Welcome one and welcome all to the 2nd anniversary of Retro Freak Reviews! It’s hard to believe that 2 years have already passed since I started rumbling about retro computer games. And to celebrate such a magnanimous occasion, let’s take a look at one of the best graphic adventures ever made (and a personal favourite): The Secret of Monkey Island.
The Secret of Monkey Island is a graphic adventure made by Lucasfilm Games (before changing its name to Lucasarts). It was originally released in 1990 for the Amiga and DOS (both the EGA and the VGA versions). It was re-released the next year for the Atari ST and in 1992 it was ported to the FM Towns, Macintosh and the Sega Mega-CD. Also in 1992, it was re-released in CD-ROM format for DOS.
Both the FM Towns and the CD-ROM versions featured an updated interface and CD audio quality music tracks but no speech whatsoever.
And as always, let’s first look at the cover:
This is probably one of the most famous video game covers of all times and I can see why. It’s colourful, with great imagery (that actually appears in the game) and it could perfectly be a book cover or a movie poster. It’s that good! The only nitpick I might have is that someone might get the idea of this being a serious game. But a closer look at the use of bright colours can at least give the impression of a light-hearted game, in my opinion.
But it’s time to boot this scallywag:
As you can see in the video, you take the role of Guybrush Threepwood, a wannabe pirate who travelled to Mêlée Island (somewhere in the Caribbean Sea) to become a full-fledged pirate during the Golden Age of Piracy. And during that particular quest, he finds himself embroiled in a ghost story that will take him to the eponymous Monkey Island.
The gameplay is just like all the other Lucasarts’ SCUMM graphic adventures: the main screen where the action occurs and the bottom screen where you can find all the action commands and the inventory. To perform any action, you simply click in a command, then click in any object on the main screen and/or in your inventory.
If you’re familiar with any point-and-click graphic adventure, this interface is quite intuitive and the mechanics are just like in any other such game: grab whatever object isn’t nailed down to the ground (or if it is, finds a way to unnail it) and use the objects with people or other objects to solve the puzzles or to get more objects (to solve other puzzles to progress).
The FM Towns and CD-ROM versions feature a graphic inventory with icons instead of words that would later be used in the Special Edition of the game.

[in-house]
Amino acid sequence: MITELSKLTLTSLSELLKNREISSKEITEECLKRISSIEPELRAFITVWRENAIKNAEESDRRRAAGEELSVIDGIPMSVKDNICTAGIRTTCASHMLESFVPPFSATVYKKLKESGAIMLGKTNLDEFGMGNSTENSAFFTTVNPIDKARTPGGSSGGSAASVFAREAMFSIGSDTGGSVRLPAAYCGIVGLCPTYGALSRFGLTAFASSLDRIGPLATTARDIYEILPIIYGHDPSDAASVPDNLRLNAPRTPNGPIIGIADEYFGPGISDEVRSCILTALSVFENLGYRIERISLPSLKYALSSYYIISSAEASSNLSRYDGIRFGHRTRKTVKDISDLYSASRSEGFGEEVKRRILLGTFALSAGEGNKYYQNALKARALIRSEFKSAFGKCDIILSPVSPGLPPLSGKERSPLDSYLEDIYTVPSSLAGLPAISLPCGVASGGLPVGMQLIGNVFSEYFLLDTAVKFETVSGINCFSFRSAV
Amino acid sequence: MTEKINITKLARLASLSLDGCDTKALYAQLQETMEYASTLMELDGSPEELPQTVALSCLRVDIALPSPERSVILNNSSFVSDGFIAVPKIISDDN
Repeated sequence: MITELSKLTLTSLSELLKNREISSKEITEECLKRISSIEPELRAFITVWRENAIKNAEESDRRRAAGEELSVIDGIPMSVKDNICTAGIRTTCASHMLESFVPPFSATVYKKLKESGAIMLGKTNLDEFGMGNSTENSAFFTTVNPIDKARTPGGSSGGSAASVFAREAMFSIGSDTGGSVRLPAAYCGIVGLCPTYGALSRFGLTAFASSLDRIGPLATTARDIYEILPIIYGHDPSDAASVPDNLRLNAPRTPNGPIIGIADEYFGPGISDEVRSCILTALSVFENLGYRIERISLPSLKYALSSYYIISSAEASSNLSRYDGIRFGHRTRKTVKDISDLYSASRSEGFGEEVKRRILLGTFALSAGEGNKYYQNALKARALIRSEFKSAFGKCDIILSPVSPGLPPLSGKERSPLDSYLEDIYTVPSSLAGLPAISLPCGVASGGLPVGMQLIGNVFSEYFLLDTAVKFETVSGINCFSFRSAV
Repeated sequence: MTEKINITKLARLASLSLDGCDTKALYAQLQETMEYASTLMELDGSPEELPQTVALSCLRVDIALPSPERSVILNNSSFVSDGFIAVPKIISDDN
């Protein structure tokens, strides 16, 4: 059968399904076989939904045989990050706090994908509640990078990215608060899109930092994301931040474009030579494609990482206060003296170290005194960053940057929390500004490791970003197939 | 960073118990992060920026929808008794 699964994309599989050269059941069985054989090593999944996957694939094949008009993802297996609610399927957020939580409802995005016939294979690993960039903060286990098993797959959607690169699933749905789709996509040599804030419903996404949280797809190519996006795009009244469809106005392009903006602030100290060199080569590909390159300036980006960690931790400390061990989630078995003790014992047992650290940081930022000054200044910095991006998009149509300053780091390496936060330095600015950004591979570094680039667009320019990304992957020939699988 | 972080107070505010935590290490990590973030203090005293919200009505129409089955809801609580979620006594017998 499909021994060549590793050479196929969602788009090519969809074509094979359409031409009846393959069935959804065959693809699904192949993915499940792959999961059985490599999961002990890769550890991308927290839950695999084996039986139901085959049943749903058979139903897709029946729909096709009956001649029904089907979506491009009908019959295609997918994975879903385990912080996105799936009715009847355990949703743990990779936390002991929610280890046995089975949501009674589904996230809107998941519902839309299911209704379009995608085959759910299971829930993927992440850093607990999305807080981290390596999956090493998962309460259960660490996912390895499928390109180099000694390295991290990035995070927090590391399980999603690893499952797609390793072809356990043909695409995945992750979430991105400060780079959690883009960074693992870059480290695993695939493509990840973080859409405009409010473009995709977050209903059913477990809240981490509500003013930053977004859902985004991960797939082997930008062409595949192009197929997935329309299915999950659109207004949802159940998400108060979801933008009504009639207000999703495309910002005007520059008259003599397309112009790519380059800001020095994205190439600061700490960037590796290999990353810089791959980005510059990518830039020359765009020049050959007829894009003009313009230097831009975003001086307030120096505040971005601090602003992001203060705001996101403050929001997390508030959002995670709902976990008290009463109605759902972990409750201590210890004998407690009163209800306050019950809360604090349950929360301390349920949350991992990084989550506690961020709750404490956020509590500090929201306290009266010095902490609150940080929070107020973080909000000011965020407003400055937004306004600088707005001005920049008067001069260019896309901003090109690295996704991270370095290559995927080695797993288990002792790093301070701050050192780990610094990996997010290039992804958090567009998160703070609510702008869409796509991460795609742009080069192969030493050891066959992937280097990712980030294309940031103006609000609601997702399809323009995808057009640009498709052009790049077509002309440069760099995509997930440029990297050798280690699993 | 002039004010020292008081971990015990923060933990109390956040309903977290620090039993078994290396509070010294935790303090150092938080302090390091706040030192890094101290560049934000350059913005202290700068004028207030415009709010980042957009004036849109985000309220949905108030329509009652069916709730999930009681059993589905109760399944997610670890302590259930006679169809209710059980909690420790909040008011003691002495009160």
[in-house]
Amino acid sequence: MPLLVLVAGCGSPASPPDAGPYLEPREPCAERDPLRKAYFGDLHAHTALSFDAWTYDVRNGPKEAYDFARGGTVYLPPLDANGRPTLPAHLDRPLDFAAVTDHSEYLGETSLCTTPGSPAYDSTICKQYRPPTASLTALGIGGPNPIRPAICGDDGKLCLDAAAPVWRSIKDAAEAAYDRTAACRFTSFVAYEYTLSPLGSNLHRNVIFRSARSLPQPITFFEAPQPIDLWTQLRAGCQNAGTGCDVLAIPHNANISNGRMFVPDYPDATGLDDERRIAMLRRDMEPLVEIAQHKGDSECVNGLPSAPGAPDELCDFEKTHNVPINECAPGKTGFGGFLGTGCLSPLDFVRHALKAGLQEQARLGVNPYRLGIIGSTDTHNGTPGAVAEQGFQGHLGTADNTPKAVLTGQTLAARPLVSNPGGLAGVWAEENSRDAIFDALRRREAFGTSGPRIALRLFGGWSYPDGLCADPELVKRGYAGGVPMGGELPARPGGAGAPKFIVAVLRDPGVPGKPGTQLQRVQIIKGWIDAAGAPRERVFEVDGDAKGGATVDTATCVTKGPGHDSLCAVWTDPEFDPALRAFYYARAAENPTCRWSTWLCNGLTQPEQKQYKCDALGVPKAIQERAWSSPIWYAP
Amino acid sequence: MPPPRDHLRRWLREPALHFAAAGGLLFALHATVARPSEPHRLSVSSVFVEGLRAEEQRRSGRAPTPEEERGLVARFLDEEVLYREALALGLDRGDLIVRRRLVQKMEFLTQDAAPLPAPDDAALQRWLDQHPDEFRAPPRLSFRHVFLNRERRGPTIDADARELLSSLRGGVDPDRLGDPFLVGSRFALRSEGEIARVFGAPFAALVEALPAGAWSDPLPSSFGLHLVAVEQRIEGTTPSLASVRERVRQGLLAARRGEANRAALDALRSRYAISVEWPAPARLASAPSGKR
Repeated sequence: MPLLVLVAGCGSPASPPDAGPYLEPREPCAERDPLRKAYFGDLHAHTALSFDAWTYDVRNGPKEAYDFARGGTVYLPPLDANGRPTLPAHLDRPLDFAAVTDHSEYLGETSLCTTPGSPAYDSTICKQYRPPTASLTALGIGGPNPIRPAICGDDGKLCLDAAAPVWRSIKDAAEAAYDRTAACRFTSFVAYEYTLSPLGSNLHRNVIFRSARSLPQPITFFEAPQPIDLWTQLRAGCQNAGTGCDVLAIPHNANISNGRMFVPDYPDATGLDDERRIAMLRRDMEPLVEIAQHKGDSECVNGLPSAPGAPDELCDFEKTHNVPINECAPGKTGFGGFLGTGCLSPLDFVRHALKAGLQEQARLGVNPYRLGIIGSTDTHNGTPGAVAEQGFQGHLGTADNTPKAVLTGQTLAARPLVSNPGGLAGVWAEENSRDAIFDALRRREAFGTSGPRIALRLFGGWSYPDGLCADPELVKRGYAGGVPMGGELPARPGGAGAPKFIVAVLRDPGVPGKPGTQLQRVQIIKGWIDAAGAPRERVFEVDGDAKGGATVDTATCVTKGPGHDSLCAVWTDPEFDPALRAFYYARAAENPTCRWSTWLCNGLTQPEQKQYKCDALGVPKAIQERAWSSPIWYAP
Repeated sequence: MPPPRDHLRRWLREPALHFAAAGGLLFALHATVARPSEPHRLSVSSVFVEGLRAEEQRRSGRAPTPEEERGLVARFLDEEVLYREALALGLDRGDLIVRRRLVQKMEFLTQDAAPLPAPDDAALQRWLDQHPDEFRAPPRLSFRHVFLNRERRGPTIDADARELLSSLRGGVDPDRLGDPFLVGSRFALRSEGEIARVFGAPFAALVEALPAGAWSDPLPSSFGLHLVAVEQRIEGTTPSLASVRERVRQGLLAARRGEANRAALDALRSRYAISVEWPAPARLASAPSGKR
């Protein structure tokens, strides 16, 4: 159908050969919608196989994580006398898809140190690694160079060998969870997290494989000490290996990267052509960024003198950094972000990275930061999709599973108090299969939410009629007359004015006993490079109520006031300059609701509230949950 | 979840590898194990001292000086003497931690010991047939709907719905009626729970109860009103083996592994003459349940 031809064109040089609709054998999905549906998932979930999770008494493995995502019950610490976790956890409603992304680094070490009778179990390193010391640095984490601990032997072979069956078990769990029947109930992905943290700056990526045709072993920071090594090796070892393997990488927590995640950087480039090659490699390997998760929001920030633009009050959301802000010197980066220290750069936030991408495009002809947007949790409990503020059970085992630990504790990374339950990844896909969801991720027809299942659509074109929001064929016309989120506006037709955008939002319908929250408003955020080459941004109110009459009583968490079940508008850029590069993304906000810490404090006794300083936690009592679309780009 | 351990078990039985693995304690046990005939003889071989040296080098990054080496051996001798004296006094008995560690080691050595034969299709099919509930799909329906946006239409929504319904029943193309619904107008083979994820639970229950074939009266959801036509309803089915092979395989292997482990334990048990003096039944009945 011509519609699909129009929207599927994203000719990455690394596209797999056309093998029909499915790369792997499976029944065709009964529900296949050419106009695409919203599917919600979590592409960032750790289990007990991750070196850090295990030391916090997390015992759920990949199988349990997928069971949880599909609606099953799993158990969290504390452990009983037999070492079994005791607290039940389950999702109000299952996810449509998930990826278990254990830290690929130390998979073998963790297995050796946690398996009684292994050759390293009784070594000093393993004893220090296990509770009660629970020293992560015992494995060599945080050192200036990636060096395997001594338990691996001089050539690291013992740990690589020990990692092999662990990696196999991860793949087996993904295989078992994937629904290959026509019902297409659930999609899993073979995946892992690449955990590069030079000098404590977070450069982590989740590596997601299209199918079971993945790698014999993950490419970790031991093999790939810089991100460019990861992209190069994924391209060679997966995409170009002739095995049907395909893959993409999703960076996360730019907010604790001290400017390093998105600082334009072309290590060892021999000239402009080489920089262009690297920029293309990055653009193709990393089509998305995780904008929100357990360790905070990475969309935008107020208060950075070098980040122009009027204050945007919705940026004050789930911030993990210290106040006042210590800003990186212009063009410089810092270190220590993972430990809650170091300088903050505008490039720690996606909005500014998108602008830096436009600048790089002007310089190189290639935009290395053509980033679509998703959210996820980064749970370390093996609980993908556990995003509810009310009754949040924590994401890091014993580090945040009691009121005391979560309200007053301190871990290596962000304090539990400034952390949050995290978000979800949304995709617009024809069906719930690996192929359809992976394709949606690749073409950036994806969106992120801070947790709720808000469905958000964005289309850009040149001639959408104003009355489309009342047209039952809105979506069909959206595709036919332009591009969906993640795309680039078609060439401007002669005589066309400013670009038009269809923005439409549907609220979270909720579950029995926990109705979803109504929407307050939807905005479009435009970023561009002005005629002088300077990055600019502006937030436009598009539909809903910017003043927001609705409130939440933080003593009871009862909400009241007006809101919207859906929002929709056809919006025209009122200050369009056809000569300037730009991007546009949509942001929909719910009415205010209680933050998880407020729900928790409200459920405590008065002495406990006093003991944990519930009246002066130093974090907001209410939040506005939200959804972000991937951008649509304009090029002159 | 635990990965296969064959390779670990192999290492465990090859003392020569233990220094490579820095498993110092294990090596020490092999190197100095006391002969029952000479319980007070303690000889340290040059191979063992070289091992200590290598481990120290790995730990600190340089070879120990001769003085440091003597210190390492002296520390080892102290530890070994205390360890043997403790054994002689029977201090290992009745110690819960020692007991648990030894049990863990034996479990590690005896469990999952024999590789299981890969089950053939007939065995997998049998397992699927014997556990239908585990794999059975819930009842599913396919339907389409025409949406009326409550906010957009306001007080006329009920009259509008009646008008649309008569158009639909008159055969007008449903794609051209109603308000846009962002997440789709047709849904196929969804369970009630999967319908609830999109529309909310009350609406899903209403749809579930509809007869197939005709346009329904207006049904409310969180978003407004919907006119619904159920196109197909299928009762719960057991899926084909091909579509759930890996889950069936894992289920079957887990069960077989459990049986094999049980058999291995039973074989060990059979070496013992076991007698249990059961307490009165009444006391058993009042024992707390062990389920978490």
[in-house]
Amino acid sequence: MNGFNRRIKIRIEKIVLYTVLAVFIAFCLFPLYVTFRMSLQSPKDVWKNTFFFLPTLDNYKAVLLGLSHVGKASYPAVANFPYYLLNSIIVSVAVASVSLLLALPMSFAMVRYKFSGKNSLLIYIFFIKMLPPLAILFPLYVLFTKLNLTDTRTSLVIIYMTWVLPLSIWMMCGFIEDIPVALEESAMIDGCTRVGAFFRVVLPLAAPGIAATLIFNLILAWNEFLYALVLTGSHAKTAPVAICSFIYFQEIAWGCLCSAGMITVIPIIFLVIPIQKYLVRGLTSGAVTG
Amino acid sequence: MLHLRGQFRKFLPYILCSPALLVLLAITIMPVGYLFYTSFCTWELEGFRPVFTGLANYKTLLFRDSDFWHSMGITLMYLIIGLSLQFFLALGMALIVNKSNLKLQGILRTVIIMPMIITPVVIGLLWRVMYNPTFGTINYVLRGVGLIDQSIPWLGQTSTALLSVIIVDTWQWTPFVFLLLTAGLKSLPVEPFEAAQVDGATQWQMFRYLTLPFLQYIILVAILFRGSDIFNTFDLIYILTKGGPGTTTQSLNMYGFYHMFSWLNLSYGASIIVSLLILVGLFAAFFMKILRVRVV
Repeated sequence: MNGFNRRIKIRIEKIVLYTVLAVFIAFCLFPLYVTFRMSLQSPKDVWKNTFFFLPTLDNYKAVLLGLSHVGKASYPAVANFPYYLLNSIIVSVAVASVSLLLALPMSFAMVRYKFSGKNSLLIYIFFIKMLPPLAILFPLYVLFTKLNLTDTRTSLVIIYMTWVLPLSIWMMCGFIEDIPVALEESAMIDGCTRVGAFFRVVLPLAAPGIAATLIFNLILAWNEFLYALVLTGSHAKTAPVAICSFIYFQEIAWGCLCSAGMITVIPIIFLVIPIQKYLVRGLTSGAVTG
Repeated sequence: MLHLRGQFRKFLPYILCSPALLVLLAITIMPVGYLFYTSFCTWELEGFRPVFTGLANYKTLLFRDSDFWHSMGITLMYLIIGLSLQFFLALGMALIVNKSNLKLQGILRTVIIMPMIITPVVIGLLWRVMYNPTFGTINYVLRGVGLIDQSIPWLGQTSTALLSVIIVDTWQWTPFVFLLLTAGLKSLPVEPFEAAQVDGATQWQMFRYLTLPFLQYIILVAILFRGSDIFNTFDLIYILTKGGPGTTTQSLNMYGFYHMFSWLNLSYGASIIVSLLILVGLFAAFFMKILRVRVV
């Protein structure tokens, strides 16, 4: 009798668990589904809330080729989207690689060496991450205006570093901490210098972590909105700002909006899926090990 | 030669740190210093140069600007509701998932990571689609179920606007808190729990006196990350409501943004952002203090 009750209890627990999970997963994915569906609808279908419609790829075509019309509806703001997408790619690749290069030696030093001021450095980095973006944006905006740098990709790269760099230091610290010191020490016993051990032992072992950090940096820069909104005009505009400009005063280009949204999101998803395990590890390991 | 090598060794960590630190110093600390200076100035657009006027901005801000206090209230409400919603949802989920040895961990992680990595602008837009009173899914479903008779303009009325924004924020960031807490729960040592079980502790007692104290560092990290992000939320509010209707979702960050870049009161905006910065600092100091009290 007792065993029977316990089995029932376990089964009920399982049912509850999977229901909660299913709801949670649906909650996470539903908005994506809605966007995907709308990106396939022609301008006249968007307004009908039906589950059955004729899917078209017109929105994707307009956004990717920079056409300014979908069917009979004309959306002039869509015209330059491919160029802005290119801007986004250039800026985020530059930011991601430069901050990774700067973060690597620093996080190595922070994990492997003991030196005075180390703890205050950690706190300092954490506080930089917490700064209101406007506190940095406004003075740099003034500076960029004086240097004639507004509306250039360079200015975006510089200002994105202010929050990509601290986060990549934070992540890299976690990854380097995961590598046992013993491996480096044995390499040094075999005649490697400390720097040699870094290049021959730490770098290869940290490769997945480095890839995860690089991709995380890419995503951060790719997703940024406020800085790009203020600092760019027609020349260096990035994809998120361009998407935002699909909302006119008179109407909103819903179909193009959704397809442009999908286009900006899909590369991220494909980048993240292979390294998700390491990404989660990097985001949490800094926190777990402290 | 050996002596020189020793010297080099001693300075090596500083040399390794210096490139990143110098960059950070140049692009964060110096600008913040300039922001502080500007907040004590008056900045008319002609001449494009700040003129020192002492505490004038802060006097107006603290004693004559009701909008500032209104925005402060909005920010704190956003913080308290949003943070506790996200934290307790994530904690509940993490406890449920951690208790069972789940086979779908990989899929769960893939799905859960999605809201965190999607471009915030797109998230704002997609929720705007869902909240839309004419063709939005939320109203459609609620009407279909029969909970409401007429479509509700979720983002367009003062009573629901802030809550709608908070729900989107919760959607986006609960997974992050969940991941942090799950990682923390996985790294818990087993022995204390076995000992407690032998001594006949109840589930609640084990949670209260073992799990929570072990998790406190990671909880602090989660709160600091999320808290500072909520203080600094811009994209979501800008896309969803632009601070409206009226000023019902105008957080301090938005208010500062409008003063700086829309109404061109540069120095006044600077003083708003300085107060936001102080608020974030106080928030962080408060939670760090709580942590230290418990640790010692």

The 1st thing you’ll notice when playing (apart from the graphics and the excellent music) is the tongue-in-cheek humour. From puns to anagrams to physical humour, The Secret of Monkey Island is widely famous for its irreverent comedy. And using a sea pirates theme, somehow makes it funnier (and no, this isn’t a parody of Sid Meier’s Pirates, although I understand the confusion since both games were inspired by the Pirates of the Caribbean park ride).
My favourite part of the game is the sword fighting, which instead of programming simple fighting mechanics, introduces a witty insult system where you have to not only learn hilarious insults but also the correct responses to each specific insult (I still remember most of the insults and respective replies to this day).
The puzzles can be slightly tricky (especially the ones involving puns) but with some trial and error, you shouldn’t have much trouble solving them because it’s impossible to get stuck in any situation where you can’t backtrack for a necessary object to progress.
Every time you start a new act, you should already have some of the objects needed while the rest are located in that specific act. This brings us to the next thing you’ll notice: there’s also virtually no game over! And apart from a very specific situation (in which you’ll have to actively pursuit it to happen), it’s impossible to kill Guybrush.
Ron Gilbert (the game’s main designer) said that he wanted The Secret of Monkey Island to be more focused on the story, characters and exploration than on the gameplay or the puzzles. And although this practice was originally introduced in Loom, it becomes a common feature in most Lucasarts’ graphic adventures.